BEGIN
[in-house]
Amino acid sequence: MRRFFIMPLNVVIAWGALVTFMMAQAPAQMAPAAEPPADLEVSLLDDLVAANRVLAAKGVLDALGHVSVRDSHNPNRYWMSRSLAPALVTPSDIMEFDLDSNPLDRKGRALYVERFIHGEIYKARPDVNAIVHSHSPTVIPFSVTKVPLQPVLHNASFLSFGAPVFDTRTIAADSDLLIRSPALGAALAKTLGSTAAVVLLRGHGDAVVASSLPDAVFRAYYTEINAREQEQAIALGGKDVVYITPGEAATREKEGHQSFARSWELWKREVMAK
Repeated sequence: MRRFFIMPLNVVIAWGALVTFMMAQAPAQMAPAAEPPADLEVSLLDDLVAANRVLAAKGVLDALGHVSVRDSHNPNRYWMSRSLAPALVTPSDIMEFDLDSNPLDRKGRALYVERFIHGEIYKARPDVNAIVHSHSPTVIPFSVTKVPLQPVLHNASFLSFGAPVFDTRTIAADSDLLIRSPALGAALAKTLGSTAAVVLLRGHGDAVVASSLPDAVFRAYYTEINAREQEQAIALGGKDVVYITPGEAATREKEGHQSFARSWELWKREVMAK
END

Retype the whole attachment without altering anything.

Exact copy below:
[in-house]
Amino acid sequence: MRRFFIMPLNVVIAWGALVTFMMAQAPAQMAPAAEPPADLEVSLLDDLVAANRVLAAKGVLDALGHVSVRDSHNPNRYWMSRSLAPALVTPSDIMEFDLDSNPLDRKGRALYVERFIHGEIYKARPDVNAIVHSHSPTVIPFSVTKVPLQPVLHNASFLSFGAPVFDTRTIAADSDLLIRSPALGAALAKTLGSTAAVVLLRGHGDAVVASSLPDAVFRAYYTEINAREQEQAIALGGKDVVYITPGEAATREKEGHQSFARSWELWKREVMAK
Repeated sequence: MRRFFIMPLNVVIAWGALVTFMMAQAPAQMAPAAEPPADLEVSLLDDLVAANRVLAAKGVLDALGHVSVRDSHNPNRYWMSRSLAPALVTPSDIMEFDLDSNPLDRKGRALYVERFIHGEIYKARPDVNAIVHSHSPTVIPFSVTKVPLQPVLHNASFLSFGAPVFDTRTIAADSDLLIRSPALGAALAKTLGSTAAVVLLRGHGDAVVASSLPDAVFRAYYTEINAREQEQAIALGGKDVVYITPGEAATREKEGHQSFARSWELWKREVMAK